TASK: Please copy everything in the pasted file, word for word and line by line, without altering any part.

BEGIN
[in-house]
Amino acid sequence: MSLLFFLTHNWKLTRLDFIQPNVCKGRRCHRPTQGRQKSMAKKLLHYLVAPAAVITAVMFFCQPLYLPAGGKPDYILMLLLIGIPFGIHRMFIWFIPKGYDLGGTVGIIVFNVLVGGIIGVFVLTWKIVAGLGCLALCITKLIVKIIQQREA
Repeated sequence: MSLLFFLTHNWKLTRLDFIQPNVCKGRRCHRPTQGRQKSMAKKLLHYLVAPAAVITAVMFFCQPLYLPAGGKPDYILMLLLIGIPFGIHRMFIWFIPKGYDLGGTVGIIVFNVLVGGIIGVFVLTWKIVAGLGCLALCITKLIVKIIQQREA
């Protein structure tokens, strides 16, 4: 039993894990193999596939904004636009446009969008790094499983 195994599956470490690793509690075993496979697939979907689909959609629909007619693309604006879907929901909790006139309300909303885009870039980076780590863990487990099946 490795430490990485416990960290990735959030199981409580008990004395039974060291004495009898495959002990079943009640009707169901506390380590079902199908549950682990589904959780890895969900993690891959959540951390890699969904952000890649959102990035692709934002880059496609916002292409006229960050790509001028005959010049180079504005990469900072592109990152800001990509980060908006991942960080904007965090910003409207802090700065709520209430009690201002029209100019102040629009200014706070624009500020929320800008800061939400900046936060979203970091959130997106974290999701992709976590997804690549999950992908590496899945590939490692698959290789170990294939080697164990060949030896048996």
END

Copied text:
[in-house]
Amino acid sequence: MSLLFFLTHNWKLTRLDFIQPNVCKGRRCHRPTQGRQKSMAKKLLHYLVAPAAVITAVMFFCQPLYLPAGGKPDYILMLLLIGIPFGIHRMFIWFIPKGYDLGGTVGIIVFNVLVGGIIGVFVLTWKIVAGLGCLALCITKLIVKIIQQREA
Repeated sequence: MSLLFFLTHNWKLTRLDFIQPNVCKGRRCHRPTQGRQKSMAKKLLHYLVAPAAVITAVMFFCQPLYLPAGGKPDYILMLLLIGIPFGIHRMFIWFIPKGYDLGGTVGIIVFNVLVGGIIGVFVLTWKIVAGLGCLALCITKLIVKIIQQREA
């Protein structure tokens, strides 16, 4: 039993894990193999596939904004636009446009969008790094499983 195994599956470490690793509690075993496979697939979907689909959609629909007619693309604006879907929901909790006139309300909303885009870039980076780590863990487990099946 490795430490990485416990960290990735959030199981409580008990004395039974060291004495009898495959002990079943009640009707169901506390380590079902199908549950682990589904959780890895969900993690891959959540951390890699969904952000890649959102990035692709934002880059496609916002292409006229960050790509001028005959010049180079504005990469900072592109990152800001990509980060908006991942960080904007965090910003409207802090700065709520209430009690201002029209100019102040629009200014706070624009500020929320800008800061939400900046936060979203970091959130997106974290999701992709976590997804690549999950992908590496899945590939490692698959290789170990294939080697164990060949030896048996």